Wednesday, April 29, 2015

Most Americans support decriminilization of marijuana; politicans lag behind public opinion

Cannabis legislation is popping up like seedlings in states across the nation because public opinion polls show most Americans support the decriminalization of marijuana for a variety of reasons.

A Gallup poll in late 2014 showed 51 percent of Americans favor legalizing marijuana, down from a high of 58 percent in 2013 but still above the 50 percent mark reached in 2011 and 2012. The upward trend reflected a dramatic change from nearly a half-century ago, in 1969, when only 12 percent of adults favored the drug’s legalization.

The figure jumped to 28 percent in the late 1970s and to 34 percent by 2003.

The poll showed that support for the legalization of marijuana appeared to be the strongest in the eastern and western states. But a similar poll conducted by The University of Texas and the Texas Tribune indicated 76 percent of the Lone Star State’s residents favor some sort of marijuana legalization.

 Federal law prohibits the growing, marketing, possession and use of marijuana, but federal officials are not interfering in states where laws are passed permitting the medical use of marijuana and decriminalization.

House Bill 2165 introduced by Rep. David Simpson, a Republican from Longview in Northeast Texas, would put an end to Texas’ century-old prohibition of marijuana. After he filed the bill, Simpson wrote in an editorial published by the Texas Tribune, “I don’t believe that when God made marijuana he made a mistake that government needs to fix.”

The legislator said marijuana should be regulated in the same manner as popular Texas vegetables like tomatoes and jalapeno peppers.

Lifelong Republican Ann Lee, an 85-year-old who formed Republicans Against Marijuana Prohibition, noted the cannabis laws conflict with the Republican Party’s views on promoting personal freedom and restricting government regulation. She praised Simpson’s bill saying, “It’s true saying that prohibition doesn’t work, and we need to rectify if possible the harm that has been done.”

There are now about a dozen pieces of marijuana legislation pending in the Texas Legislature that would either legalize medical use of cannabis or reduce the penalties for possession of the drug.

The House Committee on Criminal Jurisprudence recently heard from supporters and opponents of reducing penalties for marijuana possession and legalization. Opponents argued any sort of tolerance of the drug would lead to moral and physical decay of the state’s population, similar to the Bible-waving naysayers of yesterday who stand firmly committed to regulating what goes on in the privacy of other people’s living rooms and bedrooms.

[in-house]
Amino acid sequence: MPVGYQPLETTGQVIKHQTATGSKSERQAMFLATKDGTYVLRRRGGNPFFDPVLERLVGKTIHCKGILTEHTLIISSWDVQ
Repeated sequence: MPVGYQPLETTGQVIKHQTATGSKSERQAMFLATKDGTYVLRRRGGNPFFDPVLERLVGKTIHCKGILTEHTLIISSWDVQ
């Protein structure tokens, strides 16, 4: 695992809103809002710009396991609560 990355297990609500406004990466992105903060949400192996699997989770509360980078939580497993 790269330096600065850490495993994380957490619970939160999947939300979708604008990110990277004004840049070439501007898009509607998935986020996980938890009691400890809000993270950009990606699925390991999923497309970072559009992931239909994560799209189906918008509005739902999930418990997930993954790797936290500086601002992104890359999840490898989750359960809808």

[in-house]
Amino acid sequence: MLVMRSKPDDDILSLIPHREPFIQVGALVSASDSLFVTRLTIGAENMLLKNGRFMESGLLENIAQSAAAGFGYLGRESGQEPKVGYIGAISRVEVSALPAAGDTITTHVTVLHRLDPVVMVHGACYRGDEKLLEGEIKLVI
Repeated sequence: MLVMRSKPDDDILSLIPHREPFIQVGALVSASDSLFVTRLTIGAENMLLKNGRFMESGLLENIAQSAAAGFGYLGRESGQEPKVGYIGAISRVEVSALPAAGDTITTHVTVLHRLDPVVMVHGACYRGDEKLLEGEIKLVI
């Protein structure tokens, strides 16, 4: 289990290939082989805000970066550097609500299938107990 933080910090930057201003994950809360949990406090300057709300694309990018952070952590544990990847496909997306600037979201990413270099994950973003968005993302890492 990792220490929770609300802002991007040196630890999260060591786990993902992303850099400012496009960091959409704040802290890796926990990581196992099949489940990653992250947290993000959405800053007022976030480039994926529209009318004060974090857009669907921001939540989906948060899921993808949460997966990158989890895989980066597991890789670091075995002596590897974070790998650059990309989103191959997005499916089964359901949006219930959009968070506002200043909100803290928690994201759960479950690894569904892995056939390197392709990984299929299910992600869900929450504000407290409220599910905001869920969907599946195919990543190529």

Supporters of decriminalizing marijuana claimed Texas would save almost a quarter-billion dollars by ending the prosecution, and they cited an official state fiscal report. The legalization of personal marijuana use would remove thousands from the criminal and juvenile justice system and reduce workloads in criminal courts, according to the supporters.

Critics of Texas’ marijuana laws point out that the state’s prisons are full of people convicted of possessing or selling small amounts of marijuana. Supporters of marijuana reform also believe decriminalization would help reduce organized criminal activity and the violence associated with it.

Since Colorado voters legalized the sale of marijuana for recreational use and retail stores began marketing the drug in January 2014, the state has benefited from a new source of tax revenue. The state’s new marijuana industry quickly thrived, and the influx of visitors to the mountain state no doubt includes countless Texans traveling there to get high while spending money in restaurants, hotels and entertainment venues. Some will be prosecuted in Texas for returning home with marijuana they purchased legally in Colorado.

The medical use of marijuana is now permitted in Alaska, Arizona, California, Colorado, Connecticut, Delaware, Georgia, Hawaii, Illinois, Maine, Maryland, Massachusetts, Michigan, Minnesota, Montana, Nevada, New Hampshire, New Jersey, New Mexico, New York, Oregon, Rhode Island, Vermont, Washington, District of Columbia and the territory of Guam.

Critics of the laws allowing the medical use of marijuana claim prescriptions are too easy to obtain, but marijuana is highly effective in easing the pain and nausea associated with cancer treatment, according to many patients and their doctors.

Recreational use is allowed only in Alaska and Colorado.

Not many people expect the Texas Legislature to actually legalize marijuana this session, but the large amount of legislation supported by both Democrats and Republicans suggests attitudes will continue to change in the coming years.

Politicians react to phone calls, emails and letters. If everyone in the state who supports marijuana reform let their elected representatives know their stand on the issue, the state would see progress far more quickly than will otherwise occur.

Information about ongoing efforts to promote marijuana reform is available at


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